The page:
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Former U.S. President Clinton leaves hospital, heads to New York

·2-min read

ORANGE, Ca. (Reuters) -Former U.S. President Bill Clinton walked out of a Southern California hospital on Sunday after being admitted last week for a urological infection and will continue receiving treatment in his home state of New York.

Asked how he was feeling as he exited, the 75-year-old former president gave reporters a thumbs up sign.

He left the University of California Irvine Medical Center accompanied by his wife, former Secretary of State and 2016 Democratic presidential nominee Hillary Clinton, who waved before the pair departed in a motorcade of vehicles.

Dr. Alpesh Amin, who had been overseeing his care at the hospital, in a statement said Clinton was discharged after his fever and white blood cell count had normalized and would finish his course of antibiotics at home in New York.

We "will continue to monitor his progress," Amin added in the statement released by Clinton's spokesman.

The former president had been in California for an event for his foundation and was treated at medical center's intensive care unit after suffering from fatigue and being admitted on Tuesday.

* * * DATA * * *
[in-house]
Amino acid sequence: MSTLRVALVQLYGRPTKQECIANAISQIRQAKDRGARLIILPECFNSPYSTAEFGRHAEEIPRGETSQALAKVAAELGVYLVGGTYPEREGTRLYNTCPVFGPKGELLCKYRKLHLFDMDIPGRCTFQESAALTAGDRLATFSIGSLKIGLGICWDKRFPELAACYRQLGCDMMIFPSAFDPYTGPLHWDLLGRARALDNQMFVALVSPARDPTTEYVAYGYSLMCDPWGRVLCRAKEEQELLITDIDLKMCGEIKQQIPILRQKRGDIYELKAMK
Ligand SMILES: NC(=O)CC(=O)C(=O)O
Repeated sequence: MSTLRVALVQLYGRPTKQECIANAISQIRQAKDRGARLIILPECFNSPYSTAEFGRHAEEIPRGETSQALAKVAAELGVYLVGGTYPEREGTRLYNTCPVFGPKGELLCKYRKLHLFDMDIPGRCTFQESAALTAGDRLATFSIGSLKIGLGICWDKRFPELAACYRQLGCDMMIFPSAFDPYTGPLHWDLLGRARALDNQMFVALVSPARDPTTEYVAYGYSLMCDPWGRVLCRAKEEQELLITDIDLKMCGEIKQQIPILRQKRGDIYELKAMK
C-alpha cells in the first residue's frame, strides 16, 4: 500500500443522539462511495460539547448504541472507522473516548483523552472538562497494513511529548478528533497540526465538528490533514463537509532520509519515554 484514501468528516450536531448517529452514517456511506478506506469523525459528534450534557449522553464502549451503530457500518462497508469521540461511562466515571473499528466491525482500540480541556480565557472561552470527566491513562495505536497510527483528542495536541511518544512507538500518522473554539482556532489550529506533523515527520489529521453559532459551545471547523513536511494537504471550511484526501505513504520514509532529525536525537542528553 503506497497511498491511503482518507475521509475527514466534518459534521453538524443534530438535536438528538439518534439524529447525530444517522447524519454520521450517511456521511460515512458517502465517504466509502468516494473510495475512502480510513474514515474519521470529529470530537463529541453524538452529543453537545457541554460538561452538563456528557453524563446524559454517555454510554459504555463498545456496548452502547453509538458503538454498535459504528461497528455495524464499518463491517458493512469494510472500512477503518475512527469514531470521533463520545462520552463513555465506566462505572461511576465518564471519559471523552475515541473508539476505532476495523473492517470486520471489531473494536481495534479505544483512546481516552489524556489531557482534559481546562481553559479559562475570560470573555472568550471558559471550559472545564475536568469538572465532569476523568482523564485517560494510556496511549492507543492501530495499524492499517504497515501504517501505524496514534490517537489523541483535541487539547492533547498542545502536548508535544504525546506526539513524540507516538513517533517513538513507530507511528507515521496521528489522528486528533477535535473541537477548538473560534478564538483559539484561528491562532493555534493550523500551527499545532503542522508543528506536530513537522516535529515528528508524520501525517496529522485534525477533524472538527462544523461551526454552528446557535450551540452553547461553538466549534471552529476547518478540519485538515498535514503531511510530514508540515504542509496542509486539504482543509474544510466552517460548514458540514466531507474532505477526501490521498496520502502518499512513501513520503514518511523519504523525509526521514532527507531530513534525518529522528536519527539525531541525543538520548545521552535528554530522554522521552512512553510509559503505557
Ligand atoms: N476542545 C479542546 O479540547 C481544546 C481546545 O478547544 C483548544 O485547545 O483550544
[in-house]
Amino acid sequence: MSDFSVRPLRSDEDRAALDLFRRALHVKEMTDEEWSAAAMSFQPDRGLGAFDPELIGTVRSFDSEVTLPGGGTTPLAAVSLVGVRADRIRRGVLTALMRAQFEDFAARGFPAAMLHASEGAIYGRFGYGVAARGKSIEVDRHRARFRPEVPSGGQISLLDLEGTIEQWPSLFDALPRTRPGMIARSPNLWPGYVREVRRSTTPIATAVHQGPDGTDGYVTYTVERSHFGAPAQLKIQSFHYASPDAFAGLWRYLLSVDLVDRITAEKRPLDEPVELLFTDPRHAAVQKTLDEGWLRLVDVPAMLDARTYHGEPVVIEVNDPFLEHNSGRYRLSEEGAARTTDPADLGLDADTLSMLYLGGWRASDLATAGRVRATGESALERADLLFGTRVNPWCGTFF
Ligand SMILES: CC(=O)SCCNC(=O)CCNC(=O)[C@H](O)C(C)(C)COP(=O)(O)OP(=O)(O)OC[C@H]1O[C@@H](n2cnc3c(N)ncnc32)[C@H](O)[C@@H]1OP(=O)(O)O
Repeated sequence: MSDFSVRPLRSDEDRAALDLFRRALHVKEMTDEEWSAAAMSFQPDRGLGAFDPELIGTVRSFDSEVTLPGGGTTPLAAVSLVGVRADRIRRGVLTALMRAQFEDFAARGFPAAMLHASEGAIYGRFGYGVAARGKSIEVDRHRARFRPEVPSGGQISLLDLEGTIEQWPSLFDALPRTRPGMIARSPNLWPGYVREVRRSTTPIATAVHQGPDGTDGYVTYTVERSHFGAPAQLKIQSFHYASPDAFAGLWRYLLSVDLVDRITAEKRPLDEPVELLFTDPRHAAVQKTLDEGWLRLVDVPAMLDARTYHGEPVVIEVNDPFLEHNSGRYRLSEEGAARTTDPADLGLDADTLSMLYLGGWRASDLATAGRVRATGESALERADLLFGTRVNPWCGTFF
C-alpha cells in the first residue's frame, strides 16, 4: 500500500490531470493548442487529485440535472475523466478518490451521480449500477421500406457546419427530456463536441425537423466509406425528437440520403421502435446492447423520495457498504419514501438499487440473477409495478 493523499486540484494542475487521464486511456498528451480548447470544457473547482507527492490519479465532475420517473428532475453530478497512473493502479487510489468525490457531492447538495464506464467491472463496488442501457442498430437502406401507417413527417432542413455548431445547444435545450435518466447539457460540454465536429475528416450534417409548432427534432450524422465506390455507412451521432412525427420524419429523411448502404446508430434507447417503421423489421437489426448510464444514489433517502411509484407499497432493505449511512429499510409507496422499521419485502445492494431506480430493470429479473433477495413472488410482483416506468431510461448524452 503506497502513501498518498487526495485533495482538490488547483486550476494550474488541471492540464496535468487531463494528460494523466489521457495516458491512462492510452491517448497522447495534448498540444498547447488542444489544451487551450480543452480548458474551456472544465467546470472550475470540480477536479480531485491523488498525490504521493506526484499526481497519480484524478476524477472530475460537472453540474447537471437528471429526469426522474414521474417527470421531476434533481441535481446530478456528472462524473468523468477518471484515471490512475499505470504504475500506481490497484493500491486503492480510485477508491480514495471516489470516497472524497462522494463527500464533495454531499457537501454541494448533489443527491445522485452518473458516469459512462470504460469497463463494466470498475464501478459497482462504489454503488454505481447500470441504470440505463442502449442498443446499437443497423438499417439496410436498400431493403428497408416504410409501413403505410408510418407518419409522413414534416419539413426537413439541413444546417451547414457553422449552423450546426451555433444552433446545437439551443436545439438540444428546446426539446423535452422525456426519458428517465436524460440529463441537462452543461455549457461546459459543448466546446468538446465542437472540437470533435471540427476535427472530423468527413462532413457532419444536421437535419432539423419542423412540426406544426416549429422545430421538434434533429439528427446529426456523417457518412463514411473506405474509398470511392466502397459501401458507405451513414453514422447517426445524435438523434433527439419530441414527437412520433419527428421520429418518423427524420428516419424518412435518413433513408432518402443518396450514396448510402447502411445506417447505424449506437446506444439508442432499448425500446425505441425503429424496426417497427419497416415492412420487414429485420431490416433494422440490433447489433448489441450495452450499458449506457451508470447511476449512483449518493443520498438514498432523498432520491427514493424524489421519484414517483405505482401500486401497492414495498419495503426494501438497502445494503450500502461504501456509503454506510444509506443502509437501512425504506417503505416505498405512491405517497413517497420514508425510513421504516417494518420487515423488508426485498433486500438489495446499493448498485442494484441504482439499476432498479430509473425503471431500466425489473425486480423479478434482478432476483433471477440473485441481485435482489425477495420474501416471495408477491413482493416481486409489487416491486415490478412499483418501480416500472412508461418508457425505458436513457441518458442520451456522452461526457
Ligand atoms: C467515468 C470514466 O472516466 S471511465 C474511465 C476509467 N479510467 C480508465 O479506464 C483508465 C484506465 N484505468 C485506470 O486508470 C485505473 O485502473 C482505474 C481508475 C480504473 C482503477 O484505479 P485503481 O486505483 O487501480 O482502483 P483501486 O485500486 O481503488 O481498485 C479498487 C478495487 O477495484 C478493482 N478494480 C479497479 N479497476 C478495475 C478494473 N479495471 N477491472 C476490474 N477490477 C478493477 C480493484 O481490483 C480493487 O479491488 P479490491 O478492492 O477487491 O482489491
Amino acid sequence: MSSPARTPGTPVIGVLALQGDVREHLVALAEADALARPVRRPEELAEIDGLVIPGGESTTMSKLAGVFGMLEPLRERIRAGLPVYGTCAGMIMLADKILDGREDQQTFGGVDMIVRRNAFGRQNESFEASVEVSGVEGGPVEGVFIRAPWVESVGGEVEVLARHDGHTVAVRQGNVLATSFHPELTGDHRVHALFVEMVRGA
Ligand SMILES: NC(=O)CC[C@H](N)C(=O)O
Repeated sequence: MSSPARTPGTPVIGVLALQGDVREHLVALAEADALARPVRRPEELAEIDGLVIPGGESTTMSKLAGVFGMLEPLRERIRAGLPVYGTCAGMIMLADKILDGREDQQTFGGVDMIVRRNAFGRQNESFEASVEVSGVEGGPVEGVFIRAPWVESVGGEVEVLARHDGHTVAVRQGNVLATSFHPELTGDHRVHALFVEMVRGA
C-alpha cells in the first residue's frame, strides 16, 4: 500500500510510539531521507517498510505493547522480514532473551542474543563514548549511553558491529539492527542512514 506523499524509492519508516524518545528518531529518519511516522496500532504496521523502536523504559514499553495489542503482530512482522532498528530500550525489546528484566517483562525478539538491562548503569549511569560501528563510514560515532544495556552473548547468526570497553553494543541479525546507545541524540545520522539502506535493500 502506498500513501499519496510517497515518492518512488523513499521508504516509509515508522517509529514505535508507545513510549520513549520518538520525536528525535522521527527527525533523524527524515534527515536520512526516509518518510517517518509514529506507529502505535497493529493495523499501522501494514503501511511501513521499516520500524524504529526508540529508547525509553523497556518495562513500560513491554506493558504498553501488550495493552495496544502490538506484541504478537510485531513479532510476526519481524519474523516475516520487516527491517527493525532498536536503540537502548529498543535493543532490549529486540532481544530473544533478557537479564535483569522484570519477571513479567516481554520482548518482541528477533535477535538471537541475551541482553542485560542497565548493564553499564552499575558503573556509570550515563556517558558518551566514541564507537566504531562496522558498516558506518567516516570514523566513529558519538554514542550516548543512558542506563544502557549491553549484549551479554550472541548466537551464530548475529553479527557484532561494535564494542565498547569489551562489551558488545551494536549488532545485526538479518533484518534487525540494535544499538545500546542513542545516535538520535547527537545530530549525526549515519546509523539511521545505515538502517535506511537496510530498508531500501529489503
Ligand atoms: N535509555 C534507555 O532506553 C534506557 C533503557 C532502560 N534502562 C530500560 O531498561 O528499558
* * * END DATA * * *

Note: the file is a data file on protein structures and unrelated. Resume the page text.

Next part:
Clinton, who has had previous heart problems, held the White House from 1993 to 2001. After leaving office, he had quadruple bypass operation in 2004 and a procedure to open a blocked artery in 2010, and has touted his switch to a vegan diet and weight loss.

The Democrat served two four-year terms, overseeing strong economic growth while engaging in bruising political battles with congressional Republicans.

He became the second U.S. president to be impeached after the Republican-controlled House of Representatives impeached him in 1998 on charges arising from his sexual relationship with White House intern Monica Lewinsky, though he was acquitted by the Senate.

A former Arkansas governor, Clinton is known for combining a folksy charm with deep knowledge of policy issues. After his presidency, he and Hillary moved to New York, where she served as U.S. senator before twice launching her own bids for the presidency.

(Reporting by David Swanson in Orange, California; writing by Susan Heavey in Washington; Editing by Nick Zieminski)

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